Psychological scientist and lead researcher Carol Lynne Krumhansl of Cornell University said that these new findings point to the impact of music in childhood and likely reflect the prevalence of music in the home environment.
The study revealed that while songs that were popular in our early 20s seem to have the greatest lasting emotional impact, music that was popular during our parents' younger days also evokes vivid memories.
The researchers wanted to see which periods of music were most memorable for the participants, which songs conjured up the strongest feelings, and which ones made the participants happy, sad, energized, or nostalgic. In addition, participants were asked whether they remembered listening to the song by themselves, with their parents, or amongst friends.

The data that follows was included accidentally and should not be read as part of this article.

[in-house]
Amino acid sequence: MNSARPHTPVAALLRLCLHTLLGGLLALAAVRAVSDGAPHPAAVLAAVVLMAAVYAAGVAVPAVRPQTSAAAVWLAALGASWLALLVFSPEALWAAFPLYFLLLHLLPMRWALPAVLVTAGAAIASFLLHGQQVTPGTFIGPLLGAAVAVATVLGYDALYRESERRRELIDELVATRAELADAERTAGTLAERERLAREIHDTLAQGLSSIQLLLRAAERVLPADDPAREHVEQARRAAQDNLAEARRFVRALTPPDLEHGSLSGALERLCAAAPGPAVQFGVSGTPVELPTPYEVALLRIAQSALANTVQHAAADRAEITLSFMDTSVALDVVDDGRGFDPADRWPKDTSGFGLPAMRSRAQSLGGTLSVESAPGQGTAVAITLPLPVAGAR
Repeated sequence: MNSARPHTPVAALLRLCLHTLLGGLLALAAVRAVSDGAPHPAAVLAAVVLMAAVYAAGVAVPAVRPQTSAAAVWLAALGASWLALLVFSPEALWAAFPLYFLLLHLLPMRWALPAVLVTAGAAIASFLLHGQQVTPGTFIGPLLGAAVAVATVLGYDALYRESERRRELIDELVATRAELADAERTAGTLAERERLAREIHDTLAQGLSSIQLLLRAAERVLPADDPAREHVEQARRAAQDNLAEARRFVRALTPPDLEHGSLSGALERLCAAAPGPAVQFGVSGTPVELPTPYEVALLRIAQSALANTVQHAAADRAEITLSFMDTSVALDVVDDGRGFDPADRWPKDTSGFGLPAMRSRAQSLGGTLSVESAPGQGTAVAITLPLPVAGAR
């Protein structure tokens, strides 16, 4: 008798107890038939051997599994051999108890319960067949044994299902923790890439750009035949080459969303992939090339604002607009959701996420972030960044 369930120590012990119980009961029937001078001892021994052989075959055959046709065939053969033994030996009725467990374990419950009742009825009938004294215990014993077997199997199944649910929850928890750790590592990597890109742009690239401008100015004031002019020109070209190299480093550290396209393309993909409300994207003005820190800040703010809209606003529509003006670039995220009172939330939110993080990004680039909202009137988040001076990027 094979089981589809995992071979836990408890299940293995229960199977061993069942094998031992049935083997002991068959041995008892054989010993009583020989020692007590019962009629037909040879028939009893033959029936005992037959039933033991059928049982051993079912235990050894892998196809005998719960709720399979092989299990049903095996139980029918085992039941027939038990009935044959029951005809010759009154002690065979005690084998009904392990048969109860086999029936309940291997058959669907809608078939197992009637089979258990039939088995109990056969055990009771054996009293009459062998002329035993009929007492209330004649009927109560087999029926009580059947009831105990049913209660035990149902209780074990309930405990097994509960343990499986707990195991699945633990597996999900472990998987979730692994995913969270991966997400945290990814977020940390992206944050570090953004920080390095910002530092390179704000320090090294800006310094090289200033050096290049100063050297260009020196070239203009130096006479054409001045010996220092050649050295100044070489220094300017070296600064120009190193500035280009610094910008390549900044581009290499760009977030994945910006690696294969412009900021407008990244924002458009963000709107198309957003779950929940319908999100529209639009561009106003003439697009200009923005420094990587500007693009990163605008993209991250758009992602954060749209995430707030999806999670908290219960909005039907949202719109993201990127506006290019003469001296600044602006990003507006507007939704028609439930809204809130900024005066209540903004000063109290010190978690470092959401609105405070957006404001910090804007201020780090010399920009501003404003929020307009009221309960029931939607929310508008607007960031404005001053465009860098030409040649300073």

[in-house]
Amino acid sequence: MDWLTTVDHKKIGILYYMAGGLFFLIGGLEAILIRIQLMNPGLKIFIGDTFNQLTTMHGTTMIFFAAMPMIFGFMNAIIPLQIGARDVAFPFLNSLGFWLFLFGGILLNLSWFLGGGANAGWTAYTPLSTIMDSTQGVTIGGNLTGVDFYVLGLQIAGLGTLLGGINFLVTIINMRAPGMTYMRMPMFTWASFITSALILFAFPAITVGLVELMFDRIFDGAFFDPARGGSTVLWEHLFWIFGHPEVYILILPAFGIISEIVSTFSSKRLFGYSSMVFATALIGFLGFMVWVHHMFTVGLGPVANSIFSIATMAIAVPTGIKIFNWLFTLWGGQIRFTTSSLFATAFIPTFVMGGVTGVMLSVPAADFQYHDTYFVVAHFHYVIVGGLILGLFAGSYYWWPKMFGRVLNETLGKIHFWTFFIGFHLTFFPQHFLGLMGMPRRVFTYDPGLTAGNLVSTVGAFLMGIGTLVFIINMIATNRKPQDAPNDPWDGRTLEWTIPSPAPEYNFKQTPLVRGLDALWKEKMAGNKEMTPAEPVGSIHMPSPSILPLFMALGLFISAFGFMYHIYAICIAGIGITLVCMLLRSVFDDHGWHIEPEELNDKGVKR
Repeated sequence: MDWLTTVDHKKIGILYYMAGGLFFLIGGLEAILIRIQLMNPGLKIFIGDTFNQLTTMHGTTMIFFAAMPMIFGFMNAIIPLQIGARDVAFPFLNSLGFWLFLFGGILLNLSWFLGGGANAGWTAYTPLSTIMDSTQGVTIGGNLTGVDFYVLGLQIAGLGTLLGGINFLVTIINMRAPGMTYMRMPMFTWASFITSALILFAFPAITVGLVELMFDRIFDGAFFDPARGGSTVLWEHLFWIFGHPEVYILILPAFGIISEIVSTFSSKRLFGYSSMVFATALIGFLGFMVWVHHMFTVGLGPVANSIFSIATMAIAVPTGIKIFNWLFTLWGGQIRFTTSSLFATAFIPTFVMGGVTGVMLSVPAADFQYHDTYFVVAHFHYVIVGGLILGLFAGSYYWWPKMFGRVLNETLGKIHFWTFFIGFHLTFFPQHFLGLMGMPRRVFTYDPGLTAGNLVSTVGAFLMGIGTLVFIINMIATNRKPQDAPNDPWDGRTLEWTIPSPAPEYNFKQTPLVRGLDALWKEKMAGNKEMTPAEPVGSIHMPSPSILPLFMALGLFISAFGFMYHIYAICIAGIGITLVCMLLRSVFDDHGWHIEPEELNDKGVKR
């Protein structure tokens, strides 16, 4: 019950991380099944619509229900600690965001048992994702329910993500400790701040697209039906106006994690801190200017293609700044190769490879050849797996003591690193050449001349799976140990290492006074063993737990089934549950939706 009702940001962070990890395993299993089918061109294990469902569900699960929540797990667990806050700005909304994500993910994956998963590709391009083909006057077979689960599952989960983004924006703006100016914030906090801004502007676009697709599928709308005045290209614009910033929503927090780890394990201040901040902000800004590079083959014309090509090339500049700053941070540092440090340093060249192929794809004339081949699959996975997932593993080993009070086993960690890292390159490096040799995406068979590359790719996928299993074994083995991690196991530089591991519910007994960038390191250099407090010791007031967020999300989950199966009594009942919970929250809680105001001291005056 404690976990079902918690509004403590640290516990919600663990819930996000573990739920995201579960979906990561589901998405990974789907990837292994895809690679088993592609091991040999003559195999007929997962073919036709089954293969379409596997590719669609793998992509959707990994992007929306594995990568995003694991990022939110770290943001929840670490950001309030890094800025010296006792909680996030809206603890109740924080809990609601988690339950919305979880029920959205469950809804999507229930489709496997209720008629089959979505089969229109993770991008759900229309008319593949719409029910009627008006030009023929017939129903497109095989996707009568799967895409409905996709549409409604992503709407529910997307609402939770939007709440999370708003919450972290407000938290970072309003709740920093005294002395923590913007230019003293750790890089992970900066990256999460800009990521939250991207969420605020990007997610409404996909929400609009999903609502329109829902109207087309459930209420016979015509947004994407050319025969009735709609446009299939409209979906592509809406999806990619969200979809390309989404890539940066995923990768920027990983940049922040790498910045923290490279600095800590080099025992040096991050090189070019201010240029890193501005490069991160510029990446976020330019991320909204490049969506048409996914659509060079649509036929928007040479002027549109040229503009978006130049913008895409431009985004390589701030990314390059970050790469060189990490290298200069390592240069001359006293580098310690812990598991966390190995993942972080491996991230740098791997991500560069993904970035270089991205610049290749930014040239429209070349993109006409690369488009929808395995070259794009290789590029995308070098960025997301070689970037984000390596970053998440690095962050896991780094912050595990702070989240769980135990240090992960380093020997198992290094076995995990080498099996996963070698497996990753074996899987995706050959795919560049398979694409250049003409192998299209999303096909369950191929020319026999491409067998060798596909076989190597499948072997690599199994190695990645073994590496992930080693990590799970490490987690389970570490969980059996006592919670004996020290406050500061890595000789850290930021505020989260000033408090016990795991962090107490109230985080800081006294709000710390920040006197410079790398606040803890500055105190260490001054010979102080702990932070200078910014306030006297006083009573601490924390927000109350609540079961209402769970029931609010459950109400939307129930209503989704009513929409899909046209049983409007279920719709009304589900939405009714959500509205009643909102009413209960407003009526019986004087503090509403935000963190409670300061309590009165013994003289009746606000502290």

The data revealed that participants' personal memories associated with songs increased steadily as they got older, from birth until the present day. This finding makes sense - we recall more recent songs better, ascribe memories to them more easily, and feel a stronger emotional connection with them.
But the more surprising finding was a drastic bump in memories, recognition, perceived quality, liking, and emotional connection with the music that was popular in the early 1980s, when the participants' parents were about 20-25 years old. That is, participants seemed to demonstrate a particular affinity for the songs their parents were listening to as young adults.
The study is published in Psychological Science.